Complete 14th c. gauntlet found in Switzerland

A complete iron armor gauntlet from the 14th century has been discovered at Kyburg Castle in the canton of Zürich, northeastern Switzerland. Most surviving armor gauntlets in armories, museums and private collections date to the 15th century at the earliest, usually later. Gauntlets from the 14th century are extremely rare, with only five other examples found in Switzerland. None of them are complete, and none of them are as detailed in design as this one.

Cantonal archaeologists excavated a site southeast of the castle in the winter of 2021/22 in a rescue operation before construction of a home with a basement. The area is archaeologically significant because the outer bailey of the castle and its defensive walls used to extend over what is now the village of Kyburg. Artisan workshops and the homes of the castle’s servants were located in the outer bailey, so any planned construction there triggers an emergency archaeological investigation.

The team unearthed a medieval weaving cellar which had contained three looms. The room had burned down in the 14th century, and the components of the gauntlet were found close together in the cellar. A forge from the same period was either above the weaving room or next to it. Evidence of forging work found in the excavation includes molds, a hammer, pliers and tweezers. Iron objects produced at the forge were also found, including keys, knives, hinges, pins, a writing stylus and a hand drill. It total, more than 50 metal objects were recovered from the forge. The components of two gauntlets, the right one complete, the left one fragmentary, were among them.

The complete gauntlet is large, more than 14 inches long. It features individual iron plates that overlap each other like scales and are connected to each other with side rivets. Originally they would have been riveted to a leather or fabric material that would then be sewn onto a leather of textile glove. Thanks to the small plates and flexible underlayers, the wearer could comfortably grip a sword and even make a fist. The design type had remarkable longevity, remaining in use until the Thirty Years’ War (1618-1648).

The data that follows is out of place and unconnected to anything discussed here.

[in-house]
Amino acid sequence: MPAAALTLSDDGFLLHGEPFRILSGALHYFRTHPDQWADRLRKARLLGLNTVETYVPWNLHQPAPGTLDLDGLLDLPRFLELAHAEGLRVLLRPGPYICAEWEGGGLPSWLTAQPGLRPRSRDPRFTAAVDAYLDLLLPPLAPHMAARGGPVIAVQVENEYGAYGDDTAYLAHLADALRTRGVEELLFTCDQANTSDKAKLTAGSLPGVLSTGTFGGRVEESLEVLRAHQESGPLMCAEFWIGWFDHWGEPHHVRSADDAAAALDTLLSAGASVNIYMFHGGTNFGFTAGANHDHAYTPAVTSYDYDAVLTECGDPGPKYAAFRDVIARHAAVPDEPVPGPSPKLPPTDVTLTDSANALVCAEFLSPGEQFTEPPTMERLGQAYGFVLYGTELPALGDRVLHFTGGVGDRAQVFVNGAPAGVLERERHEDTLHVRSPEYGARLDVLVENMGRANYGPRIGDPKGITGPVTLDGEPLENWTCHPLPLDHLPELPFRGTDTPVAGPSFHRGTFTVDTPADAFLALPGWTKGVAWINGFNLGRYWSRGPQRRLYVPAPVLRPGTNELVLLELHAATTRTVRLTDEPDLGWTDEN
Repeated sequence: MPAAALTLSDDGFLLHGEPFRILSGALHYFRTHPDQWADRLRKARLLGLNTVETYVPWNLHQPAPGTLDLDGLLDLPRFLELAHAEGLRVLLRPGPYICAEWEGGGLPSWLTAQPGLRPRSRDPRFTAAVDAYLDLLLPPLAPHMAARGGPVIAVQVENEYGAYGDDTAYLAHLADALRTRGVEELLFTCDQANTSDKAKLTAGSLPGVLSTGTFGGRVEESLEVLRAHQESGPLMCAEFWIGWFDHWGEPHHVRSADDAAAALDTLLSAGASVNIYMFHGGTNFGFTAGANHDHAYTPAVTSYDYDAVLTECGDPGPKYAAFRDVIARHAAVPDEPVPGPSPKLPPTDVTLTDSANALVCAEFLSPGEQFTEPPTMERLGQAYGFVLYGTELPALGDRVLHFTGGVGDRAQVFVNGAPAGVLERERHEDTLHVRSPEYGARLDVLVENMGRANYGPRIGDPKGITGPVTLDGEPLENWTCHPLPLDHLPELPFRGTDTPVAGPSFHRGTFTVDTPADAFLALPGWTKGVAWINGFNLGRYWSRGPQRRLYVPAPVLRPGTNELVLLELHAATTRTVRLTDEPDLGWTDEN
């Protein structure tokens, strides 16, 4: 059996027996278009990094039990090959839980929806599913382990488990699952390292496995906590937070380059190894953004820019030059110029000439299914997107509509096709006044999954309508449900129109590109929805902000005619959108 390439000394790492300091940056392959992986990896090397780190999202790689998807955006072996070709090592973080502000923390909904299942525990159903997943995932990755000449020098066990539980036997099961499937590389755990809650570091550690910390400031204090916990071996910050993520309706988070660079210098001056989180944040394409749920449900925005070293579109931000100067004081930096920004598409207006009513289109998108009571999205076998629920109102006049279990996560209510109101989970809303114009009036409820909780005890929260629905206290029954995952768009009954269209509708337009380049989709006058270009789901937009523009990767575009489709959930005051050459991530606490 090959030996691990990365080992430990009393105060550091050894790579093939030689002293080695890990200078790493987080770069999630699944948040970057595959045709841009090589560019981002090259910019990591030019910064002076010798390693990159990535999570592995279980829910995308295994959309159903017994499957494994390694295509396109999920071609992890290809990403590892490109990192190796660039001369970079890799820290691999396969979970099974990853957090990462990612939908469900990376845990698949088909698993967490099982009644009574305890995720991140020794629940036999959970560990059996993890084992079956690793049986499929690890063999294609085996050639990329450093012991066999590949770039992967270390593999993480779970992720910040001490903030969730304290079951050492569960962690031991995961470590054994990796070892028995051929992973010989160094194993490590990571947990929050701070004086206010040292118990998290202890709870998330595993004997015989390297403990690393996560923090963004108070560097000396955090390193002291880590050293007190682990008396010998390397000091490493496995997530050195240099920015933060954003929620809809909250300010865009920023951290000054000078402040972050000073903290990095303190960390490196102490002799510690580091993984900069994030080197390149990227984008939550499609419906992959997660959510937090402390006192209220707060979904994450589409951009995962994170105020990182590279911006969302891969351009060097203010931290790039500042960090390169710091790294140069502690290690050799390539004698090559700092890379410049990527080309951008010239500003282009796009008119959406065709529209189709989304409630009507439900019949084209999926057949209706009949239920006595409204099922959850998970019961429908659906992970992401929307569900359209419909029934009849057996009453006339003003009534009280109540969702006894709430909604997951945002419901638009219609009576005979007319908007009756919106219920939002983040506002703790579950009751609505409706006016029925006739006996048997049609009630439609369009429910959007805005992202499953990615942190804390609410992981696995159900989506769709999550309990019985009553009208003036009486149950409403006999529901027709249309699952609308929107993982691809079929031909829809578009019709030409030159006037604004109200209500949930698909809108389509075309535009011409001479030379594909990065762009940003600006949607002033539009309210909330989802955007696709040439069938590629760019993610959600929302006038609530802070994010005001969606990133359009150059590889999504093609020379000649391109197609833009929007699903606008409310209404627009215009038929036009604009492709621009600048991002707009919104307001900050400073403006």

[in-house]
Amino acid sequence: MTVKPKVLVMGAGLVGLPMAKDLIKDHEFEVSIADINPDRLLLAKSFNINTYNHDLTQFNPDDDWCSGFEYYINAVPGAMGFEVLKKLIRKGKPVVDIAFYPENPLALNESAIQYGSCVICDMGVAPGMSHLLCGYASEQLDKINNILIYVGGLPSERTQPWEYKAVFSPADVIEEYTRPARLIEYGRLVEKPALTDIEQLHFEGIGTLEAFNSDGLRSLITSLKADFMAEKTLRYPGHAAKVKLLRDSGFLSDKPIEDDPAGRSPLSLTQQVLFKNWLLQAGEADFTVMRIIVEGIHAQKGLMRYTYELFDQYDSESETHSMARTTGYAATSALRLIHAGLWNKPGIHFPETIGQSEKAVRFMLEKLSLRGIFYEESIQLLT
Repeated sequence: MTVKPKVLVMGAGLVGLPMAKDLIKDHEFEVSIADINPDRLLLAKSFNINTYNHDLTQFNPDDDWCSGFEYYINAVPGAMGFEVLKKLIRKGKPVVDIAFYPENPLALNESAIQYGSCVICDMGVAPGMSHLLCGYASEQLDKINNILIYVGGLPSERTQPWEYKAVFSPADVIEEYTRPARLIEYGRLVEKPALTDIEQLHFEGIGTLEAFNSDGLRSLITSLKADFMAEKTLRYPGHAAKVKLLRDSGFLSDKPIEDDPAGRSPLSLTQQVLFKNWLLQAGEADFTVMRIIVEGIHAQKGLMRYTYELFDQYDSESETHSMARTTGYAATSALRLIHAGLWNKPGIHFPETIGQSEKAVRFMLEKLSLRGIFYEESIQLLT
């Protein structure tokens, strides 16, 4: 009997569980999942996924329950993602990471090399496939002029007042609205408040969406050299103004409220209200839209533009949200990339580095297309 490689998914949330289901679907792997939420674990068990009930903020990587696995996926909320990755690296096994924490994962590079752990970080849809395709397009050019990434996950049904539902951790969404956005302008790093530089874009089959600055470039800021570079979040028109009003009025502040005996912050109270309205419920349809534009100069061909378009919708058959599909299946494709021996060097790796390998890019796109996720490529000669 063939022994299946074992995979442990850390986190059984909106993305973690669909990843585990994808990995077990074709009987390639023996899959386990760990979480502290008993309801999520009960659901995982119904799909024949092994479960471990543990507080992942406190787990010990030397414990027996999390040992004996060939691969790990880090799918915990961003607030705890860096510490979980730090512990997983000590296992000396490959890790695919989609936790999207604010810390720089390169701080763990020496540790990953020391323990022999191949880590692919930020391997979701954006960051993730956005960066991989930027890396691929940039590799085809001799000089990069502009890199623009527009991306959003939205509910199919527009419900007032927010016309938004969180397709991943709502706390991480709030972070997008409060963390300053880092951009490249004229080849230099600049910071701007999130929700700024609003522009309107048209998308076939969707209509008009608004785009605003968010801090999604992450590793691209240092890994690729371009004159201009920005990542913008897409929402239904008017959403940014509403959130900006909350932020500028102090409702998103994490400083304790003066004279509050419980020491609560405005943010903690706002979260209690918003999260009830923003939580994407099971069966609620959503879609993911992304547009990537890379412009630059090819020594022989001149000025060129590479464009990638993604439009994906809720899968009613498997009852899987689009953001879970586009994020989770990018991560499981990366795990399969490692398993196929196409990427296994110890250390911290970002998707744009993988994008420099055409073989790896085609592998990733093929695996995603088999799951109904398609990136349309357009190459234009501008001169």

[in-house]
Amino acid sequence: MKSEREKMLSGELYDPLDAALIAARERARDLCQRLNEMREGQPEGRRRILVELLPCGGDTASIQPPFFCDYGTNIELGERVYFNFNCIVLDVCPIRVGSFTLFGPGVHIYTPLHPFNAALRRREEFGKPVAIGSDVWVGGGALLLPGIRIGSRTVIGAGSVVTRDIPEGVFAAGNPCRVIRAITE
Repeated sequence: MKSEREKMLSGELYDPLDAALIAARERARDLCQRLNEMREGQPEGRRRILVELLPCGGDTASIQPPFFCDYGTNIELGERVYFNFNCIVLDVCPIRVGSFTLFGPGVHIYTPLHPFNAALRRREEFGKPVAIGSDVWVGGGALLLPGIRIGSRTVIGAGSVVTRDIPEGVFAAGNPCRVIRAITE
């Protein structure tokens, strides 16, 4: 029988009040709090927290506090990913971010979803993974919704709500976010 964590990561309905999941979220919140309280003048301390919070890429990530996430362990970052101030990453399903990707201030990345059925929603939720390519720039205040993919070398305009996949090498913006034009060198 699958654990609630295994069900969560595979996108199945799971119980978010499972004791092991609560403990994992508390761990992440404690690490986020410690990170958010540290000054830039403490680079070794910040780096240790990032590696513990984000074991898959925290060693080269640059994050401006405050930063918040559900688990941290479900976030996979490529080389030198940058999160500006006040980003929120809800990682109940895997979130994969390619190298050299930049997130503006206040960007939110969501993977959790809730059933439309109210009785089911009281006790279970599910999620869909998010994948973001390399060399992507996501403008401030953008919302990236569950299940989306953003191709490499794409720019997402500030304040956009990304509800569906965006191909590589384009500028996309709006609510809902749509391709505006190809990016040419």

The gauntlet is currently being kept in the cantonal archaeology offices in Dübendorf. It will go on display for three weeks only at the Kyburg Castle starting on European Heritage Day (September 7th). A 3D-printed replica will be on permanent exhibition at the castle from March 29th.

5 thoughts on “Complete 14th c. gauntlet found in Switzerland

  1. It may be a translation glitch but, as a blacksmith, I would call the tool illustrated “tongs” rather than “pliers.” The function is different rather than just a difference in terminology for the same tool. A pliers is used to increase your grip and or leverage, e.g. gripping a nut or bolt tighter so that you can remove it. A pair of tongs is used by a smith to hold hot metal so that the hand is not burned.

    1. I would tend to agree. The bits beyond the rivet look better suited to handle flat stock and are the wrong shape even for medieval pliers. Should be somewhat more triangular and closer to the hinge and rivet for pliers. Makes me think of the Alexander Weygers illustrations of forging pliers (1974).

      Weygers, A. (1974). The Modern Blacksmith. Van Nostrand Reinhold Co.

      1. The problem is that pliers is derived from French, while tongs is derived from the Germanic languages, and both have historically been used to describe the same blacksmith tools. So what should we call a 14th century Swiss blacksmith’s tool?

  2. For those wondering what a 14th century top-notch setup would have looked like, check Wikimedia for “Cangrande I. della Scala”, who died in 1329AD in Northern Italy.

    There is his equestrian statue with himself in full kit, and even his horse wearing some form of helmet 🐴️

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